Quest for Gold (Ontario Athlete Carding) Gap Analysis

In 2017, Athletics Ontario released provincial carding (Quest for Gold, Q4G) criteria based on the then current Athletics Canada NextGen standards, a talent ID and development program. Some of the standards appeared to be such egregious outliers that, upon posting on this topic at the time, some experienced distance runners suggested the times may have been errors/typos (they were not). Despite an outcry from AO members, our provincial body continues to use these standards in the recently released 2019-2020 Q4G criteria. Included below is an update of a prior post on this topic that, unfortunately, is still relevant to Ontario distance runners.

As some readers may know, Athletics Canada uses a 'bridging the gap' analysis as part of their national carding system. I put together an analysis that measures the gap between the 2017-2018 Athletics Ontario Quest for Gold standards (based exclusively on 2017 AC NextGen standards, which were current at the time) and the coinciding AC Carding standards. This gap analysis illustrates the progression an Ontario athlete would have to make to improve from a provincial carding level to a national carding level, based on the minimum standards necessary to be able to apply for each.

The performance gap is measured by IAAF Points. For womens' events, the average performance gap between AC to Q4G Full Card is 85 points; from AC to Q4G Half Card is 129 points. You may notice the 5000m event has a gap of only 4 points. That is because the 2017 AC NextGen 5000m standard (talent identification system) is only 2 seconds slower than the minimum standard needed to apply for National Carding.

Women                
*If multiple points options or mid-way between point values, went with higher number    
              Gap Analysis
Event AC Card IAAF Points Q4G Full Card IAAF Points Q4G Half Card IAAF Points AC to Q4G Full AC to Q4G Half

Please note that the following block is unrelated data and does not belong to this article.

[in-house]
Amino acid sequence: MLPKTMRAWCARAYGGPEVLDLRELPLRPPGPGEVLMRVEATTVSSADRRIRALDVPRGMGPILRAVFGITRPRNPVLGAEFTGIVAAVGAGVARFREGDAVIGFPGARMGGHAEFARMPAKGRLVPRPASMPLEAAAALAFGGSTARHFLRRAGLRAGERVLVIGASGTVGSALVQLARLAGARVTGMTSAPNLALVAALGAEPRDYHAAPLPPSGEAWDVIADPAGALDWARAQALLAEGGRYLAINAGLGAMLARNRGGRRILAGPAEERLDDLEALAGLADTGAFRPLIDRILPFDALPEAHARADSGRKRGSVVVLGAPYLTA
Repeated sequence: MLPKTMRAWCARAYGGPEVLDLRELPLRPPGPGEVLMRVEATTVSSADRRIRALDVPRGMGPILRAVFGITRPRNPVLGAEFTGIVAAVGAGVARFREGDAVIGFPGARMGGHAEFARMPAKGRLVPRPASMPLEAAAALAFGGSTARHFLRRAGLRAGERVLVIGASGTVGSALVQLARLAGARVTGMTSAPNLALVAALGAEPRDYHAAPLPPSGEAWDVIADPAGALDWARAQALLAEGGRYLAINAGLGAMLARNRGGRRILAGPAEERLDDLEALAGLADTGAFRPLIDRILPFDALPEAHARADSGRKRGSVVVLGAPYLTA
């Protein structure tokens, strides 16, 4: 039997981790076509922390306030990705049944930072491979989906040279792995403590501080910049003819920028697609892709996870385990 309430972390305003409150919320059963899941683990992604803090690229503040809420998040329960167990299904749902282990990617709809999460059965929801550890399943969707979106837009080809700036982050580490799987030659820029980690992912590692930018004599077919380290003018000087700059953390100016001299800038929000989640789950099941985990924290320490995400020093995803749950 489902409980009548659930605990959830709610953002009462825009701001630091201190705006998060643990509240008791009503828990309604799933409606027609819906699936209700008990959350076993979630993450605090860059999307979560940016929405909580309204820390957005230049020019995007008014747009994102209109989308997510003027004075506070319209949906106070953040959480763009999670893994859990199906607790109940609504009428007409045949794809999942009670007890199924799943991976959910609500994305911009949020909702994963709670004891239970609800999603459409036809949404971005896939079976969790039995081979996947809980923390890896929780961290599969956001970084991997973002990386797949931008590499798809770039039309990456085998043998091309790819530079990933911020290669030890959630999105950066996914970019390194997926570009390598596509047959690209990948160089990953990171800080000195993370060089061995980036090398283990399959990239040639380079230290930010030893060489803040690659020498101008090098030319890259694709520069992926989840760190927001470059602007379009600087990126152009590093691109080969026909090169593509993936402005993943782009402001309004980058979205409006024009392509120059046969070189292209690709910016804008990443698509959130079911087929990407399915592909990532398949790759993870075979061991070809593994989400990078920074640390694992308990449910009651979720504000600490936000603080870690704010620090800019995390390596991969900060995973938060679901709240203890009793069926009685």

100m 11.35 1125 11.74 1044 11.91 1009 81 116
200m 23.28 1106 24.04 1032 24.71 969 74 137
400m 52.75 1098 54.85 1019 56.31 966 79 132
800m 2:02.64 1116 2:06.64 1047 2:07.63 1030 69 86
1500m 4:12.60 1107 4:21.36 1040 4:32.14 961 67 146
5000m 15:37.60 1092 15:39.77 1088 15:39.77 1088 4 4
10000m 33:10.20 1078 33:35.31 1057 33:35.31 1057 21 21
100mH 13.32 1107 14.01 1017 14.23 989 90 118
400mH 56.65 1122 58.9 1054 60.87 997 68 125
3000mSC 9:52.50 1114 10:20.31 1047 10:38.81 1004 67 110
20kmRW 1:34:50 1055 1:38:21 996 1:39:10 983 59 72
Marathon 2:34:10 1092 2:51:08 934 n/a   158  
LJ 6.50 1108 6.05 1010 5.79 953 98 155
TJ 13.72 1089 12.72 987 12.72 987 102 102
HJ 1.90 1121 1.78 1004 1.76 984 117 137
PV 4.35 1068 4.00 960 3.80 898 108 170
Discus 57.98 1035 51.26 911 46.85 830 124 205
Javelin 55.55 996 51.73 925 46.84 835 71 161
Shot Put 16.86 1012 15.32 916 14.10 840 96 172
Hammer 65.97 1029 57.32 889 53.74 832 140 197
Heptathlon 5738 1024 5273 934 4666 817 90 207
Average   1081   996   951 85 129
Range   996-1125   889-1088   817-1088    

 

It appears that, in order to be eligible to apply for Ontario carding - or to be noticed by the National Talent ID program - women needed to already be near the performance level that would allow them to apply for national carding in the 5,000m; this contrasted dramatically with non-long distance running events.

When approached with concerns, staff at both Athletics Ontario and Athletics Canada defended the standards and/or methodology being used. Coupled with other women's sport issues, including but not limited to comparatively shorter cross country distances, these standards help create a bottleneck at the 1,500m distance with considerably fewer women progressing into the 5,000m (and 10,000m) relative to their male peers.

Here is an overview of how these W1500m and W5000m standards line up with various National Team standards from 2016-2017. The W1500m standards are harder than the W5000m for all event qualifications, but for some reason the W1500m standards were dramatically easier for Q4G carding (and NextGen standards, at the time).

And finally, a 2017 comparison between BC Athletics and AO carding: BC standards gradually progress as the athlete gets older. Note that the difference between the AO W1500m and W5000m standards is a performance gap that BC athletes have over a decade to close.

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